With Spring ’18 hitting production last month, we’ve had time to familiarize ourselves with what some are considering Salesforce’s most feature-rich release ever. Among all those features, two really stand out.
Here’s what you need to know.
Spring ’18 Salesforce Features March You Towards Success
Lightning Experience Macros
Macros haven’t been on my radar until recently, but now that they are, I frequently think of ways to apply them. Similar to macros in Excel, macros in Salesforce automate common repetitive tasks. For example, a sales ops user can create a list view of stuck opportunities and use a macro on one or more records to do a variety of things.
Use macros to:
- Update the status
- Email the opportunity owner and copy their manager
- Create a follow-up task assigned to the owner
Noteworthy characteristics of macros:
- Flexible – apply them to standard or custom objects
- Accessible – non-Admins can run and create them
- Scalable – they can be run in bulk
- Fully functional – they now support email templates in LEX
Optimizer for Lightning Apps
Similar to how Optimizer analyzes your sandbox or production org and emails a report of how each area stacks up against Salesforce best practices, Optimizer for Lightning Apps helps us design pages for the best end-user experience (UX) by analyzing custom record pages to look at the components and recommend ways to… well, optimize it.
Two suggestions to consider:
- For improved page loading times, consider using multiple tabs. This way, only the active tab’s components load, while components on the inactive tabs do not.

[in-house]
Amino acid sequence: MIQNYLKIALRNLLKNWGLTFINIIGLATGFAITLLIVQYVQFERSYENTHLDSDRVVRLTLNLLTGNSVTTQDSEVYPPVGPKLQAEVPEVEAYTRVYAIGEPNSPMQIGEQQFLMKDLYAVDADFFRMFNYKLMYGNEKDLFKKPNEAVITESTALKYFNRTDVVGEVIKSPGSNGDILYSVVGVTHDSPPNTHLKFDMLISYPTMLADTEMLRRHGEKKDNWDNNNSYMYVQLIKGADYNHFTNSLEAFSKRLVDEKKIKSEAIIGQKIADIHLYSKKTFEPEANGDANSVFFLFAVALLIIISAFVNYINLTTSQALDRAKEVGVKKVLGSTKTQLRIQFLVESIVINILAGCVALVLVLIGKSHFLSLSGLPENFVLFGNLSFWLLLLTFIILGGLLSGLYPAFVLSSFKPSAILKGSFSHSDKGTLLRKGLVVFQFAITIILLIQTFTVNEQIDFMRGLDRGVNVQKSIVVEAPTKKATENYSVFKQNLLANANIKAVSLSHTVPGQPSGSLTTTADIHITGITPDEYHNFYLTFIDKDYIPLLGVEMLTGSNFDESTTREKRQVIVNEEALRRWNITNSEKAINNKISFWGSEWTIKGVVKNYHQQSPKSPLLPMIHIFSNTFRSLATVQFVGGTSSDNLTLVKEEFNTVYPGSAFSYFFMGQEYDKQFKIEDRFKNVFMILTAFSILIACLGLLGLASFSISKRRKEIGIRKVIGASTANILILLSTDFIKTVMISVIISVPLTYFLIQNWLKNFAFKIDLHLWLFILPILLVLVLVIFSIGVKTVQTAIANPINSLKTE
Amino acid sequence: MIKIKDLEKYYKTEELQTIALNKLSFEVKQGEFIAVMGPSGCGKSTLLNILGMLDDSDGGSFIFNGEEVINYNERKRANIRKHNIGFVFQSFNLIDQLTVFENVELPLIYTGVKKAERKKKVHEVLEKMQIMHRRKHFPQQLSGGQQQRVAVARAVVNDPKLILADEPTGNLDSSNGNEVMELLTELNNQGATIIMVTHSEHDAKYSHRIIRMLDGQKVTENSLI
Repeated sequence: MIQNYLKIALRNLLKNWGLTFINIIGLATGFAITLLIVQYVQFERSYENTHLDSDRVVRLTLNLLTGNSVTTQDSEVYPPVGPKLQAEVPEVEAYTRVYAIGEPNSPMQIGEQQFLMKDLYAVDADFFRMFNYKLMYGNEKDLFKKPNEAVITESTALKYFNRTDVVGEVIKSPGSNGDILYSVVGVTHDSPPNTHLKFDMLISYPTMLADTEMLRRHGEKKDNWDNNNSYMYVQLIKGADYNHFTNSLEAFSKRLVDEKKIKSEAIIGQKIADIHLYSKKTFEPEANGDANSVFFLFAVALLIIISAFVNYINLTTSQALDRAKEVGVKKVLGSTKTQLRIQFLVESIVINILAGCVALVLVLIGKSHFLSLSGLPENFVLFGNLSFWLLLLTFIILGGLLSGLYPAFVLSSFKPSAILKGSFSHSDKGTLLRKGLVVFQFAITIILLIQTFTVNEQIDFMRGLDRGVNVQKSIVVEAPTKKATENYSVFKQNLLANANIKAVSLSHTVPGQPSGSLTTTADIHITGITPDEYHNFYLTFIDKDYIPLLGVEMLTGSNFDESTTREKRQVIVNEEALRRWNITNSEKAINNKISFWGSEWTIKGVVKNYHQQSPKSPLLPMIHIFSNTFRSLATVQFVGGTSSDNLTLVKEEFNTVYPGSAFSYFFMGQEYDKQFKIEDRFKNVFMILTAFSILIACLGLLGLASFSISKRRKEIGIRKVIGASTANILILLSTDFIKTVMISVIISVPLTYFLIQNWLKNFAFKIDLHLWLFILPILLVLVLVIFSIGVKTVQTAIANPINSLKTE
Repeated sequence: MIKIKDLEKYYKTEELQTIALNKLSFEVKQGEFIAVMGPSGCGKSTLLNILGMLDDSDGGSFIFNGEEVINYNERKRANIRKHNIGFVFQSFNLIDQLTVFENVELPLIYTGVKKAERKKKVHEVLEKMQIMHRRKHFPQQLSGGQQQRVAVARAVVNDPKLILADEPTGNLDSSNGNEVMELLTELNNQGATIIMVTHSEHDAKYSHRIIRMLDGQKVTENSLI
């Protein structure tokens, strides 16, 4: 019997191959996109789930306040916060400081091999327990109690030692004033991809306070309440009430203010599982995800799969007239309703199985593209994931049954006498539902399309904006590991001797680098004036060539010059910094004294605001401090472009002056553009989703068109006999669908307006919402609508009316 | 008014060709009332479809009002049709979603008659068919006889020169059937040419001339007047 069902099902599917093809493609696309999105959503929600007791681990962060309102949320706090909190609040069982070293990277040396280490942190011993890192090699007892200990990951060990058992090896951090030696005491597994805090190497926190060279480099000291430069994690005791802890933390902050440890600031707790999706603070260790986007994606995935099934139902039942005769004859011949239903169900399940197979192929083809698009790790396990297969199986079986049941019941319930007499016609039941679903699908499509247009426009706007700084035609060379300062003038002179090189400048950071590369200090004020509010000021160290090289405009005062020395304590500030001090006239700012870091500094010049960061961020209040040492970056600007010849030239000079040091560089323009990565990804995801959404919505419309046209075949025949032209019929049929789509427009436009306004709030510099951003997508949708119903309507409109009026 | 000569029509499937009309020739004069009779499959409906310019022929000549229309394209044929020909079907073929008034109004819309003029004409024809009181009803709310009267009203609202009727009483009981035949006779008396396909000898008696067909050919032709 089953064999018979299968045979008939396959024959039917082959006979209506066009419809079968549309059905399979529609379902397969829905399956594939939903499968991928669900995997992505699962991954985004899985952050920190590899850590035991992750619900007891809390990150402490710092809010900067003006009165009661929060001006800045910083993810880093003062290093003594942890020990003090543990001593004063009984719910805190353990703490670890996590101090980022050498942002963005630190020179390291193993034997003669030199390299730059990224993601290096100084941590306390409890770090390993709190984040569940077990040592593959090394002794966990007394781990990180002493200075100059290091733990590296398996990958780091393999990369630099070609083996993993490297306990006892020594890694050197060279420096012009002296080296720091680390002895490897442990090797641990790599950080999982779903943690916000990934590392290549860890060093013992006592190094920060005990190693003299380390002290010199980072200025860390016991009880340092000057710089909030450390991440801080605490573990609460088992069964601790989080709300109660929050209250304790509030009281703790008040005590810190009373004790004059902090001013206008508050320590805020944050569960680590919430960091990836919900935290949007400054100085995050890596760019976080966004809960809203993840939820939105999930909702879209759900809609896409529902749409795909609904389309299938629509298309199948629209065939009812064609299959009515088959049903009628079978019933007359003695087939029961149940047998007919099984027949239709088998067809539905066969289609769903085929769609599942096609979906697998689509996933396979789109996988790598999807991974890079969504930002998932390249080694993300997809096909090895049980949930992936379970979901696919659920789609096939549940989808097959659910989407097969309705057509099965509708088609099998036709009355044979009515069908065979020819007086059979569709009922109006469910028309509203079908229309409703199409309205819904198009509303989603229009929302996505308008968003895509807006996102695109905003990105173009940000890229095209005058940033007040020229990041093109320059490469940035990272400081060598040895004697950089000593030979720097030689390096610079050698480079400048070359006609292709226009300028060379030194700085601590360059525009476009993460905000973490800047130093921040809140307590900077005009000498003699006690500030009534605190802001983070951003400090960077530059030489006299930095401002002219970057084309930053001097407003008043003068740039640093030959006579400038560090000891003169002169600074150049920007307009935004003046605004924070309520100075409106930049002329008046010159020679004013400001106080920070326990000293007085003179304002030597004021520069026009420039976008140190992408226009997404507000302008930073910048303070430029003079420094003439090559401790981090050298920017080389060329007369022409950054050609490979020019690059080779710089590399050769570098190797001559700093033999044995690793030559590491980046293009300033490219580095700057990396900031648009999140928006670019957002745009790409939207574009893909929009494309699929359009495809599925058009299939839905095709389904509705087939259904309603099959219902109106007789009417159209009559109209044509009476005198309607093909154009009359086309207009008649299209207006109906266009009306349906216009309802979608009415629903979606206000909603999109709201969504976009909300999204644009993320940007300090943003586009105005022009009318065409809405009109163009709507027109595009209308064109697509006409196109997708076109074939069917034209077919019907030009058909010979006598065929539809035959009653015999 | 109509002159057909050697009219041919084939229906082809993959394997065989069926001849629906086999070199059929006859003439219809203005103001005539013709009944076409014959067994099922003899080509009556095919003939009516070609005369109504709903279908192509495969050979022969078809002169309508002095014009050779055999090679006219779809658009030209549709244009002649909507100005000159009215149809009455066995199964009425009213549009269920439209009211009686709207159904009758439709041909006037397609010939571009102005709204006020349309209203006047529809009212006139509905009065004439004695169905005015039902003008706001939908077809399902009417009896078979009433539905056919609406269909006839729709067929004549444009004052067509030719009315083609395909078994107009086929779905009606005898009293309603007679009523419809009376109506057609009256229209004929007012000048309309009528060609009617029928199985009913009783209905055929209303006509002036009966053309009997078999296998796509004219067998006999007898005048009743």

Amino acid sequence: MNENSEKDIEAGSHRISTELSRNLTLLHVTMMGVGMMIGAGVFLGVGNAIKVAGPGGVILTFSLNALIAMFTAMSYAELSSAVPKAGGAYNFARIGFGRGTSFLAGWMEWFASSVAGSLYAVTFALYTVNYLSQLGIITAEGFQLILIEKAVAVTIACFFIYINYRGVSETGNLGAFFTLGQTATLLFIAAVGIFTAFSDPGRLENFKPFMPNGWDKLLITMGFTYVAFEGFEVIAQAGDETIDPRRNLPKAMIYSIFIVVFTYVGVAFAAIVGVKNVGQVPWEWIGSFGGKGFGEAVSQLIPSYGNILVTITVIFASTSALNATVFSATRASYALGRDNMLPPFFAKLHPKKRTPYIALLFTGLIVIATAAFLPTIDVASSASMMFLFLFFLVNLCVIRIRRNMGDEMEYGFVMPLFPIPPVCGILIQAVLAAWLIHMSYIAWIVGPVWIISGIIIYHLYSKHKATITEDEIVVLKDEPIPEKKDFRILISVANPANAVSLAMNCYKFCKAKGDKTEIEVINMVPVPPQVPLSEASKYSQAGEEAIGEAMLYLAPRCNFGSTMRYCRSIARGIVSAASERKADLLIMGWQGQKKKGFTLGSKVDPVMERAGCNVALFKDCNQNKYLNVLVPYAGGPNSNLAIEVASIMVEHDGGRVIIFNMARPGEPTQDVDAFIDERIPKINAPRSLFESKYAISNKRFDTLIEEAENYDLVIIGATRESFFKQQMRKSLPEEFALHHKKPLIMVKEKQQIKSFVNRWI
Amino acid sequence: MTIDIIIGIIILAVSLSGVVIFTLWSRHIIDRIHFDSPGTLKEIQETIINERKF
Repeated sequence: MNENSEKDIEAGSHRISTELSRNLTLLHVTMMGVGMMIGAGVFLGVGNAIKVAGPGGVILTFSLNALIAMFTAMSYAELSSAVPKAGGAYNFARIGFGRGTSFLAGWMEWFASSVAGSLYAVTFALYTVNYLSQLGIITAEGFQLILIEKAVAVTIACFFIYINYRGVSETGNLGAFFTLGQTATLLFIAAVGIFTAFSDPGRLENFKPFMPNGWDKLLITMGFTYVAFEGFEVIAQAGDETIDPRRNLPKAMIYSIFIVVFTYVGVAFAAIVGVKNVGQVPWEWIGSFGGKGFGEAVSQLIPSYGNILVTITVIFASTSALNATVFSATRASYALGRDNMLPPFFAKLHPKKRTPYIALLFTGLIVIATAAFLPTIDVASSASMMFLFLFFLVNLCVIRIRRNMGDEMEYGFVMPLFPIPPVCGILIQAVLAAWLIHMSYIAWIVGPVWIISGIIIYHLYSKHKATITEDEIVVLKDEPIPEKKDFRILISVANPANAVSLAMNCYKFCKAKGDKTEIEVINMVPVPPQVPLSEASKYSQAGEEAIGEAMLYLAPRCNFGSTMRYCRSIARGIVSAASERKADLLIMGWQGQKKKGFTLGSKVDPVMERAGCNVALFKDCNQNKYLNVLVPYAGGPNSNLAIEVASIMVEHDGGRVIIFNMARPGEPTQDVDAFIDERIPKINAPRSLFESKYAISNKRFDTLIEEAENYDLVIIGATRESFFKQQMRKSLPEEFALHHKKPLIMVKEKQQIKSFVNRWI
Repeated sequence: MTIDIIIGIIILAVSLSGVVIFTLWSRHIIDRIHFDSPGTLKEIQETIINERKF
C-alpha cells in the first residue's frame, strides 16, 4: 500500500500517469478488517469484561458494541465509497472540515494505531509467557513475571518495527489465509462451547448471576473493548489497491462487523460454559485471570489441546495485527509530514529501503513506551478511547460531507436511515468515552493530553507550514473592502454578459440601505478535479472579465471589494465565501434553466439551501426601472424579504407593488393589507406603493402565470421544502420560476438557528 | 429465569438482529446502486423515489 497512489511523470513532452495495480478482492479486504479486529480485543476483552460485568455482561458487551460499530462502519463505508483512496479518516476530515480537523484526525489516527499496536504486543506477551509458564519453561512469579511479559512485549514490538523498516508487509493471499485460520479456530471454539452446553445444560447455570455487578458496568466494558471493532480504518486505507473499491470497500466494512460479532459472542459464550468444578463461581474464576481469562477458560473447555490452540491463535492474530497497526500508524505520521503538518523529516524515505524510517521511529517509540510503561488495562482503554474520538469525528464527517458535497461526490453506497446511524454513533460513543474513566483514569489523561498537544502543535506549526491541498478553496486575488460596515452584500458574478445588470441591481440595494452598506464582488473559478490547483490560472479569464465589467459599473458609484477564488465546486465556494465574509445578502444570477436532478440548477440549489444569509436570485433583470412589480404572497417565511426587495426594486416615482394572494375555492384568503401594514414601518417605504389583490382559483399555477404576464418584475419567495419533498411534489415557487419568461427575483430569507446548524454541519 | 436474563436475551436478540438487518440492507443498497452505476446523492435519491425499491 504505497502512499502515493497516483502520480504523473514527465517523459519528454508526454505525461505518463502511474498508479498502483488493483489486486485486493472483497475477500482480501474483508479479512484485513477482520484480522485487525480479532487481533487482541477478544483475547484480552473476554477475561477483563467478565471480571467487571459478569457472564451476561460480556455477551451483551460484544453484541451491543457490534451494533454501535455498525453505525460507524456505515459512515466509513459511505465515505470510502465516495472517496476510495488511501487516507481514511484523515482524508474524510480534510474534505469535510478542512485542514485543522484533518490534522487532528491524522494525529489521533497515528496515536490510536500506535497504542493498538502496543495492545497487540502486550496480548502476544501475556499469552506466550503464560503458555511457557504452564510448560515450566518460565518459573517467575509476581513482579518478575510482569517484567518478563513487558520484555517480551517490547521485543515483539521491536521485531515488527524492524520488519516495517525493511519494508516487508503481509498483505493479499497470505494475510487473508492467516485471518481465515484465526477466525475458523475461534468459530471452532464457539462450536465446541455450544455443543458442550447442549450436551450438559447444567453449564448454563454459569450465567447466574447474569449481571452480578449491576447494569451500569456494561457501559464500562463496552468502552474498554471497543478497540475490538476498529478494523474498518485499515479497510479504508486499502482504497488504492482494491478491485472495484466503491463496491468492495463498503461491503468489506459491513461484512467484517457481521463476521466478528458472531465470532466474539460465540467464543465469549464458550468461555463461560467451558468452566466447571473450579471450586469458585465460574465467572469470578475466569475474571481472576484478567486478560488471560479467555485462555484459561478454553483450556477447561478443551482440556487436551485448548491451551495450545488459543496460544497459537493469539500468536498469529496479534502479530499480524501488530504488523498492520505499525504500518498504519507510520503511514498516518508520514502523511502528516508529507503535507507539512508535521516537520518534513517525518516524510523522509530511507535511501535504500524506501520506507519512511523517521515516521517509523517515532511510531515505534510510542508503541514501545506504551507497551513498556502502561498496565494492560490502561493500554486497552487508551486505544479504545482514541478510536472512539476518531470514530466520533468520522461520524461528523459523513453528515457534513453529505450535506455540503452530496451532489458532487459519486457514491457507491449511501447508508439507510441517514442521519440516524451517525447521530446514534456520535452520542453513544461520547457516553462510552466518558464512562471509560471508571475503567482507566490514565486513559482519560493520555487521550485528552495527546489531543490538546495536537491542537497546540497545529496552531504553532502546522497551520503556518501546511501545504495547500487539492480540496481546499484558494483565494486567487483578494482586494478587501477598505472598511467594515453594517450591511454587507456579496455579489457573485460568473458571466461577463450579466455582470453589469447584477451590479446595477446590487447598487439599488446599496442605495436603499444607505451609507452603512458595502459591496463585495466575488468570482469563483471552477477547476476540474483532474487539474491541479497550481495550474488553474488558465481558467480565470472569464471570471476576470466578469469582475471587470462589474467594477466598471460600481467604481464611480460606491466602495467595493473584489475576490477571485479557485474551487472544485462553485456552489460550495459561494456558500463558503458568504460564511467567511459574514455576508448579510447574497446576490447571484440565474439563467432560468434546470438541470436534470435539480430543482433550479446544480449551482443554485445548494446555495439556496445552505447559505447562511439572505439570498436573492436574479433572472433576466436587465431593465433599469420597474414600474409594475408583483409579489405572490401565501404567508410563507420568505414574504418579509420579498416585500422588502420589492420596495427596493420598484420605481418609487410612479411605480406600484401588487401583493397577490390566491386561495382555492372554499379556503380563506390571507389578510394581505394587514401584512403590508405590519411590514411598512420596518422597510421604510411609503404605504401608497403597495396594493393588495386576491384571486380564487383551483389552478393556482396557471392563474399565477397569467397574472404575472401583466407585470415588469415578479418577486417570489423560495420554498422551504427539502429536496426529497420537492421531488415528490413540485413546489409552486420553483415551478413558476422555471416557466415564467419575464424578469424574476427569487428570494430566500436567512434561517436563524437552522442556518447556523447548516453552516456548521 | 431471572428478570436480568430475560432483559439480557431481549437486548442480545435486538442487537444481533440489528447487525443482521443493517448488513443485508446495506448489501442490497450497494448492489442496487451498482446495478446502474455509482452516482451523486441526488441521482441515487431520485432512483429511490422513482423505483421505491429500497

- The Optimizer for Lightning Apps feature is currently being piloted; you will need to contact your Salesforce Account Executive if you’d like to be added to the program.
Learn How To Set Up Your Service Console for Macros with Trailhead
Not familiar with macros? The macros module on Trailhead is a great place to start. Before you get started, make sure that your Trailhead Playground or Developer Edition org meets the prerequisites. The Trailhead describes what those prerequisites for using macros in the Service Console are and shows you how to add the macros browser widget to the Service Console. It will also cover who can create and run macros, and how to set the user permissions required to view, create, and run macros and irreversible macros.
With the automation from macros and the design best practices from Optimizer, we can expect to see our Salesforce users march forth into more efficient and productive times.
Are you leveraging Lightning Experience macros? If so, what are your use cases? Share your thoughts in the comments below and let us know which Spring ’18 features have become your early favorites.